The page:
Business Casual: Do Something

There are sadnesses and situations in the world that have no simple or straightforward solutions, but there are some that we can begin to fix.

From the long hot summer of horrifying and generally dispiriting news, there is a whole troubling series of images I can’t get out of my head: the dead and injured in California, Texas and Ohio; festival-goers, weekend shoppers and people out for an evening’s entertainment running for their lives; the rifle-toter in body armor in a Missouri Walmart, claiming he wanted to test his Second Amendment rights (which seem to be more secure than any of the summer’s victims’ rights to life, liberty and the pursuit of happiness).

In the aftermath of the summer’s mass shootings, it was hard to talk about them and hard not to. There was a palpable sense of weariness, of futility, of despondency – haven’t we been here before, too many times?

There are sadnesses and situations in the world that have no simple or straightforward solutions, but there are some that we can begin to fix.

So let’s do something.

First of all, let’s look at guns – calmly and reasonably, hard as that is. Let’s see if we can maneuver our way through the minefield that is the gun topic and look at the kinds of guns that are out there and what happens with those guns.

It’s a difficult topic anywhere, but especially in Georgia, where we have open-carry laws that allow guns in bars, churches and schools and on college campuses; where our current governor ran campaign ads that showed him waving a shotgun in the direction of a teenage boy; and where many elected officials readily accept campaign contributions from the NRA and other gun lobbies.

That list, according to the Center for Responsive Politics, includes both of our U.S. senators, Republicans Johnny Isakson and David Perdue; Republican U.S. Reps. Buddy Carter, Drew Ferguson, Rob Woodall, Austin Scott, Doug Collins, Jody Hice, Barry Loudermilk, Rick Allen and Tom Graves; and Democrat Sanford Bishop.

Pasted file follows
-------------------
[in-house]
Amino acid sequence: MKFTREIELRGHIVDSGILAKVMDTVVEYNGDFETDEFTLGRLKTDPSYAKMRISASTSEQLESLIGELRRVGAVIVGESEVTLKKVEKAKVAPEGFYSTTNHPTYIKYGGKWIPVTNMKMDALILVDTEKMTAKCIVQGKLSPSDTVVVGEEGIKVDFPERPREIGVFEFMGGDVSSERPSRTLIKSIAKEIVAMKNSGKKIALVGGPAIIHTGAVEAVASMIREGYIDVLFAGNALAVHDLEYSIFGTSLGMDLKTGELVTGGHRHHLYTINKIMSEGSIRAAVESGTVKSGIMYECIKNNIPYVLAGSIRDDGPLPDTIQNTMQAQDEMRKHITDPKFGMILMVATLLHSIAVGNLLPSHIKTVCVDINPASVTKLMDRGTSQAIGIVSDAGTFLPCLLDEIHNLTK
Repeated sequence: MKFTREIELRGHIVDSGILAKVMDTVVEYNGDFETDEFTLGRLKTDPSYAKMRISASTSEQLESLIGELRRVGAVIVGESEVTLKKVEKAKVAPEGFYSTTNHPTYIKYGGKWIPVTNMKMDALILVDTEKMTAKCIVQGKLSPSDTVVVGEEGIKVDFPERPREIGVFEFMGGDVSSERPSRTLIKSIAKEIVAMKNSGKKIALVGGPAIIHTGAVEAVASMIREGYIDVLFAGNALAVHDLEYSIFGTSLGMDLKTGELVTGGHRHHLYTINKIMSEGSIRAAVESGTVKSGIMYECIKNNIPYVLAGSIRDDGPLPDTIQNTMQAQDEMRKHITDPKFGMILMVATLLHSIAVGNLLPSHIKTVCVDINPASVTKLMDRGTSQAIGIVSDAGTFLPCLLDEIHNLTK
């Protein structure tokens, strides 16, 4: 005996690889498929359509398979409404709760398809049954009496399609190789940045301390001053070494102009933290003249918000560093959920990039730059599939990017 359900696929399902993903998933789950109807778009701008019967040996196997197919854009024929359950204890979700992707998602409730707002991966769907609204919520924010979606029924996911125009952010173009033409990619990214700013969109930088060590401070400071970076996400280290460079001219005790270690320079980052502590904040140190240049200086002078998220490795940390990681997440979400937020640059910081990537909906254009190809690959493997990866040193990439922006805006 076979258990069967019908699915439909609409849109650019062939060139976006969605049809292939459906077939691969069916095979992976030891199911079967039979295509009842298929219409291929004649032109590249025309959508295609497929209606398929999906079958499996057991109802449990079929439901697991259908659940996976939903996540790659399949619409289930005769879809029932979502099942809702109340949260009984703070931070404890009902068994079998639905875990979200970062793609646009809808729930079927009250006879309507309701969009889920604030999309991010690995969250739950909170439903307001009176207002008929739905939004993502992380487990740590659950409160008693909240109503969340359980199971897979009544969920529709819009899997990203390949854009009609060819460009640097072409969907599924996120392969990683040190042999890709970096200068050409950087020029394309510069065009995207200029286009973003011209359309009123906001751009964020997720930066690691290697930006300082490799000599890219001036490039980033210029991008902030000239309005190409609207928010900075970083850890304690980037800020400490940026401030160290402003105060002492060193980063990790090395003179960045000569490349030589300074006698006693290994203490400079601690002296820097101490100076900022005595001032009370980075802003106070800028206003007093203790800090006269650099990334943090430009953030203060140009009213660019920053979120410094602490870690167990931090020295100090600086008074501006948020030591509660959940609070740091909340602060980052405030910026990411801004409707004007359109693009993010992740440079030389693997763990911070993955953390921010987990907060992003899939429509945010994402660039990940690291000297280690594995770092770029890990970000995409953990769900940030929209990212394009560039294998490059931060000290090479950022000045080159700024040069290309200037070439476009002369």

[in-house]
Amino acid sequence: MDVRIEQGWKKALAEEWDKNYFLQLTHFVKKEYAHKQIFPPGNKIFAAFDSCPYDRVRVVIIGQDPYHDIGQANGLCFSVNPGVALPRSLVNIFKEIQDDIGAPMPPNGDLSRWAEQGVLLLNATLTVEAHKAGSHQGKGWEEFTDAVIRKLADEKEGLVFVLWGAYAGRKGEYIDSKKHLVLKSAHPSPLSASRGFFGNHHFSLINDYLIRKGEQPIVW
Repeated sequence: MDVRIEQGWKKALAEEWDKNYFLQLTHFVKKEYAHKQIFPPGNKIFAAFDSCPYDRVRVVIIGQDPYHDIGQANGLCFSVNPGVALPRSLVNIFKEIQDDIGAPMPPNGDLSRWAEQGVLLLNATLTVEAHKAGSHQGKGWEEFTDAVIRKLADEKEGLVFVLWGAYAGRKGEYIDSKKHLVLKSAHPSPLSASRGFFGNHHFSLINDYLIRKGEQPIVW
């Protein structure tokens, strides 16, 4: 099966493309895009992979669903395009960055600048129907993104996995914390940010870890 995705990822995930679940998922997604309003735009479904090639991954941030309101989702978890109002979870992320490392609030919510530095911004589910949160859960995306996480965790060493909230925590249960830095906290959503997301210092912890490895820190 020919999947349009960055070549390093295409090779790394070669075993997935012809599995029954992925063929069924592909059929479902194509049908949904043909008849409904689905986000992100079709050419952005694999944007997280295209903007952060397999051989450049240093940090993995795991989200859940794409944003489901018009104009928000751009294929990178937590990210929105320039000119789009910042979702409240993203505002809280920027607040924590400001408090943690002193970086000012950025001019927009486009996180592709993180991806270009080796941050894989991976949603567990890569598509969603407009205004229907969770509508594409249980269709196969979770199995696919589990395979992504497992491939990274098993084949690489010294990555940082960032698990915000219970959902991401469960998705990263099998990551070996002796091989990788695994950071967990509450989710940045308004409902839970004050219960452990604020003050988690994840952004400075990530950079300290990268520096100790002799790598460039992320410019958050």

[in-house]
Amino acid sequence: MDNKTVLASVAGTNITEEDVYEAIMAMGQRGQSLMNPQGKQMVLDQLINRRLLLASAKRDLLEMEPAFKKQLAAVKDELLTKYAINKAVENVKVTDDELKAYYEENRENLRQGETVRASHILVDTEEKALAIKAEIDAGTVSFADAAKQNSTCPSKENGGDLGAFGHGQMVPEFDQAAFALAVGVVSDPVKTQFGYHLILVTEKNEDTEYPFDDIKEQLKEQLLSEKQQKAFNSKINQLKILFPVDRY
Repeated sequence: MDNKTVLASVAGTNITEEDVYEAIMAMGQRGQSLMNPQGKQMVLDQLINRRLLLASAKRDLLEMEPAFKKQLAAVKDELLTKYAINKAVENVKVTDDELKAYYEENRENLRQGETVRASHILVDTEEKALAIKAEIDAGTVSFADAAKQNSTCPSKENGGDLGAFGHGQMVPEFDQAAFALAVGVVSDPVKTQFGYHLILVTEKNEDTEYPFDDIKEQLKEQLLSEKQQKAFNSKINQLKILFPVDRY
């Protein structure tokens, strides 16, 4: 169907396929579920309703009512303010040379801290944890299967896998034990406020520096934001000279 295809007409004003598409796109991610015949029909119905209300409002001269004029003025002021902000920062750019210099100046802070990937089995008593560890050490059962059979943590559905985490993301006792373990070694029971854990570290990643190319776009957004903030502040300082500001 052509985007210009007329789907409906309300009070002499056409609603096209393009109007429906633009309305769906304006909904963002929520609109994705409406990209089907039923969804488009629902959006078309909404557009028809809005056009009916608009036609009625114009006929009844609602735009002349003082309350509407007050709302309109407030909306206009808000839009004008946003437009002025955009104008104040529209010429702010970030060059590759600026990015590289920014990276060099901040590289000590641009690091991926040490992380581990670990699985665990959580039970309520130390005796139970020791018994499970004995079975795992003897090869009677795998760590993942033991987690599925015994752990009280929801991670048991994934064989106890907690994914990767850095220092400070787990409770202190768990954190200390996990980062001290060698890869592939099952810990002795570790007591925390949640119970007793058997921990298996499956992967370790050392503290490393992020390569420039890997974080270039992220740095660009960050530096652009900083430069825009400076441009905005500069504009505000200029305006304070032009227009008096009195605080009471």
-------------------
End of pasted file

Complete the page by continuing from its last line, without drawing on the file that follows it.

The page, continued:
I’m not talking about an attack on the Second Amendment, and I don’t think any other reasonable person is.

But let’s focus for a moment on assault weapons. Can we go so far as to separate them from other kinds of firearms? The plain truth is that assault weapons, wielded by hate-filled and/or mentally deranged shooters, killed more than 30 people in a matter of minutes over the summer.

Could somebody please explain why so many are eager to have access to them? Who outside of the military actually needs assault weapons? What is their purpose except to cause serious bodily harm and take lives? Let the Second-Amendment specified “well-regulated militia” have whatever it needs; the rest of us can make do with less harmful weaponry.

Gun owners, you have your rifles and your personal protection firearms – what is it that requires an assault rifle?

In the days following the mass shootings, there were rumblings of support for federal “red flag” legislation to take guns from the mentally ill and stronger background checks, even a hint of support from the White House – all offering a glimmer of hope that the latest shootings may have tipped the balance.

Will something actually be done or will the momentum be lost, as it was after the gun violence at Newtown, Conn., that killed elementary schoolers and staff members.

Of course, shootings by disturbed individuals always prompt talk of mental health – a staggering problem at any time, but particularly when combined with access to assault-style rifles. Mental health clearly needs attention and resources, but addressing it is not a swift or easy process.

Banning assault weapons would not preclude addressing mental health; but it could sure make a dent in the arsenal available to shooters – mentally ill and otherwise.

In Georgia, State Rep. Mary Margaret Oliver, a Decatur Democrat, has introduced legislation many times to ban the sale and possession of assault-style weapons, high-capacity magazines and armor-piercing bullets; she says no Republican lawmaker has ever signed on as a co-sponsor. But she promises to renew her effort. I wonder if it is too much to hope that this time such legislation could be a bipartisan cause.

In Congress, Georgia’s Democratic 6th District Rep. Lucy McBath, who lost a son to gun violence, is an advocate for sane gun legislation. Perhaps some of her colleagues might open their minds and hearts to what she has to say.

When it comes to the safety of our citizens, we need leadership rather than blind loyalty to campaign donors.

Categories: Business Casual, Opinions